1464. The streets were empty. Only here and there a body was lying on the floor … stock-still. Smoke filled the air. Children were crying, people were wailing. The plague had another time entered the city.
Not everywhere in Venice though. The citizens living close to the church Santa Maria Assunta were saved by miracle („Thank you Saint Sebastian!”) from the black death. To thank Sebastian for his heavenly help it was decided to dedicate the little oratory of the Virgin also to Sebastian*.
The new church
Now, when more and more believers came to the little church and there was not enough space any more to house all the believers it was decided to built a new church even bigger and more beautiful that the actual one.
The “virtual reality” decoration
The decoration was entrusted to one of the most important Renaissance painters in Venice: Paolo Caliari, also called the „Veronese“. Veronese created in this little church in the outskirts of the city an artistic and theatrical masterpiece that stuns with its spectacular frescoes and paintings: „Virtual Reality“ already existed in the 16th century thanks to Veronese’s genius!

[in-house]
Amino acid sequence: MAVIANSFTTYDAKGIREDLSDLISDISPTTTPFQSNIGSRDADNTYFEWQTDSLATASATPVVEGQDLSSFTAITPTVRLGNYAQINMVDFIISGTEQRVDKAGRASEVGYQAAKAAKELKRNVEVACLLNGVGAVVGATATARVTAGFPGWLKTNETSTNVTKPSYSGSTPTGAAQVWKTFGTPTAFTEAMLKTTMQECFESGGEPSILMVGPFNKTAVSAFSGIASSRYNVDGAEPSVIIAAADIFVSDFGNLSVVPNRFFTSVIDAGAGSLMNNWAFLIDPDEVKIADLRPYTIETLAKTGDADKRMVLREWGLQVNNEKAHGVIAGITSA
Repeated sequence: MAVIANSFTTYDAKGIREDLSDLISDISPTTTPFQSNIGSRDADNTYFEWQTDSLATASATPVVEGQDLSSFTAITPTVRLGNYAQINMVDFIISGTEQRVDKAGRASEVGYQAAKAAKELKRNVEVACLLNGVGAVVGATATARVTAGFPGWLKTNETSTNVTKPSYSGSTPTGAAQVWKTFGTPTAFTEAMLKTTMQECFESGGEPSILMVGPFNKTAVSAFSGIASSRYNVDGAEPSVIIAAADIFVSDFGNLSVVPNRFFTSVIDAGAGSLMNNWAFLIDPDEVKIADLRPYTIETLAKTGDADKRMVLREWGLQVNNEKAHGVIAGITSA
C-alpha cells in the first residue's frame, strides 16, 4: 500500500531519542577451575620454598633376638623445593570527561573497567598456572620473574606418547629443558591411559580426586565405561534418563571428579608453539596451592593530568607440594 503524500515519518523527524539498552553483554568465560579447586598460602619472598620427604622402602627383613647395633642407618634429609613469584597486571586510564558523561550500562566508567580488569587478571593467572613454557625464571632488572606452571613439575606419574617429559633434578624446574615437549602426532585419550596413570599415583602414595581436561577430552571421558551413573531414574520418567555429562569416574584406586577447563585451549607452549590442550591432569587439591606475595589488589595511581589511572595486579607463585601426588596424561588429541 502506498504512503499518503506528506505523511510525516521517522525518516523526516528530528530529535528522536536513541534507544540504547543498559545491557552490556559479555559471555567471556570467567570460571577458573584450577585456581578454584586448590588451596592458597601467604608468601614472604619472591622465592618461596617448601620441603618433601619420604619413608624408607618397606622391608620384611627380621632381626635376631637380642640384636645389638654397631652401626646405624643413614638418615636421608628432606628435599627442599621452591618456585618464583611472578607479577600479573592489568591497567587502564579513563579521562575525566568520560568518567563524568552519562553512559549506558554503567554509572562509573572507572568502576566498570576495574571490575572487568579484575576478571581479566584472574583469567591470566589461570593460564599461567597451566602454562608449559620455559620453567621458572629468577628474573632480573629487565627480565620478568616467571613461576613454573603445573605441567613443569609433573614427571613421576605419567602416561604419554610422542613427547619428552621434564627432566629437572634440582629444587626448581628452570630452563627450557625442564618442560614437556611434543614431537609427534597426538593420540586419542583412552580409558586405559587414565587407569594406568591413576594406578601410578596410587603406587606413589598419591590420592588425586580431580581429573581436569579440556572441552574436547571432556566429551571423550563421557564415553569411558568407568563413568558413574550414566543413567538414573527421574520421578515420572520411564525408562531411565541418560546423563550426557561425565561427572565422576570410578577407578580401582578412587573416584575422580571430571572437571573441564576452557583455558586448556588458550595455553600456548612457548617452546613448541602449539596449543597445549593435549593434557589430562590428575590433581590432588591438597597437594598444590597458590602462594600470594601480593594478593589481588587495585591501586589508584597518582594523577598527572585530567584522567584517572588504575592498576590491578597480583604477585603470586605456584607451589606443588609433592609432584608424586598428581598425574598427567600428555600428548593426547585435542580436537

The spectacular organ
Just look at the double wing door of the organ: When these are open you can see the probatic pool depicted masterly. “Where is the pool?“, you will ask.
We can only see the edge of the pool where the sick and the paralysed are sitting and waiting that an angel moves the waters. The first one who plunges himself in the waters after the angel has touched it, will be healed from all his illnesses.
The surface of the water corresponds to the lower edge of the painting: On the right side you can see how a sick is pulled out of the pool.
And the illusion?
Well, here you can spot the genius of Paolo Caliari: The perspective chosen by Veronese makes it look like the organ player is sitting right in the waters of the probatic pool and only his head is looking out from the water. Isn’t this amazing?**
Veronese dedicated fifteen years of his life to the decoration of the church that we can consider his personal „Sixtine Chapel“ where he also found his last resting-place.
*Saint Sebastian was generally worshipped in cases of plague.
**It is not the only illusion you can find in the church!
Find more infos on the opening hours and the entrance fee of the Church of San Sebastiano here.